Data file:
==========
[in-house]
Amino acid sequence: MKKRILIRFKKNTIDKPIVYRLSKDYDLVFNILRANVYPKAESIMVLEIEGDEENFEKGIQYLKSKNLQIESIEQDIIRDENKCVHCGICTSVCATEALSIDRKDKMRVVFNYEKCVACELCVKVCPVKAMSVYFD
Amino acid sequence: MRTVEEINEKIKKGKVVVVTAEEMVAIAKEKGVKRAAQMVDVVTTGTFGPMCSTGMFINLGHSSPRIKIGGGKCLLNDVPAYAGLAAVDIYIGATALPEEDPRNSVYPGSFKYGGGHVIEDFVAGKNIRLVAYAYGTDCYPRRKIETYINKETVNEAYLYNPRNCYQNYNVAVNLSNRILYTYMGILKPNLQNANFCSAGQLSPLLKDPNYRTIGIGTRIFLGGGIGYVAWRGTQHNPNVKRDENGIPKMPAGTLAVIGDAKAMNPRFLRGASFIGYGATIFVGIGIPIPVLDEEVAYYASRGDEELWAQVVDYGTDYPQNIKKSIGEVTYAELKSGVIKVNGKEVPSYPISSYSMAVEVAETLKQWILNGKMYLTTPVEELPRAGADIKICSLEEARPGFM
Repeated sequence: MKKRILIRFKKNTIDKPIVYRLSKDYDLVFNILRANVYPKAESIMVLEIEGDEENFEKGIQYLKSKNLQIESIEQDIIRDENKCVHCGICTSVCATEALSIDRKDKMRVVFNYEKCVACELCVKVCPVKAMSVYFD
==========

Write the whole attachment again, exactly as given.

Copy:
[in-house]
Amino acid sequence: MKKRILIRFKKNTIDKPIVYRLSKDYDLVFNILRANVYPKAESIMVLEIEGDEENFEKGIQYLKSKNLQIESIEQDIIRDENKCVHCGICTSVCATEALSIDRKDKMRVVFNYEKCVACELCVKVCPVKAMSVYFD
Amino acid sequence: MRTVEEINEKIKKGKVVVVTAEEMVAIAKEKGVKRAAQMVDVVTTGTFGPMCSTGMFINLGHSSPRIKIGGGKCLLNDVPAYAGLAAVDIYIGATALPEEDPRNSVYPGSFKYGGGHVIEDFVAGKNIRLVAYAYGTDCYPRRKIETYINKETVNEAYLYNPRNCYQNYNVAVNLSNRILYTYMGILKPNLQNANFCSAGQLSPLLKDPNYRTIGIGTRIFLGGGIGYVAWRGTQHNPNVKRDENGIPKMPAGTLAVIGDAKAMNPRFLRGASFIGYGATIFVGIGIPIPVLDEEVAYYASRGDEELWAQVVDYGTDYPQNIKKSIGEVTYAELKSGVIKVNGKEVPSYPISSYSMAVEVAETLKQWILNGKMYLTTPVEELPRAGADIKICSLEEARPGFM
Repeated sequence: MKKRILIRFKKNTIDKPIVYRLSKDYDLVFNILRANVYPKAESIMVLEIEGDEENFEKGIQYLKSKNLQIESIEQDIIRDENKCVHCGICTSVCATEALSIDRKDKMRVVFNYEKCVACELCVKVCPVKAMSVYFD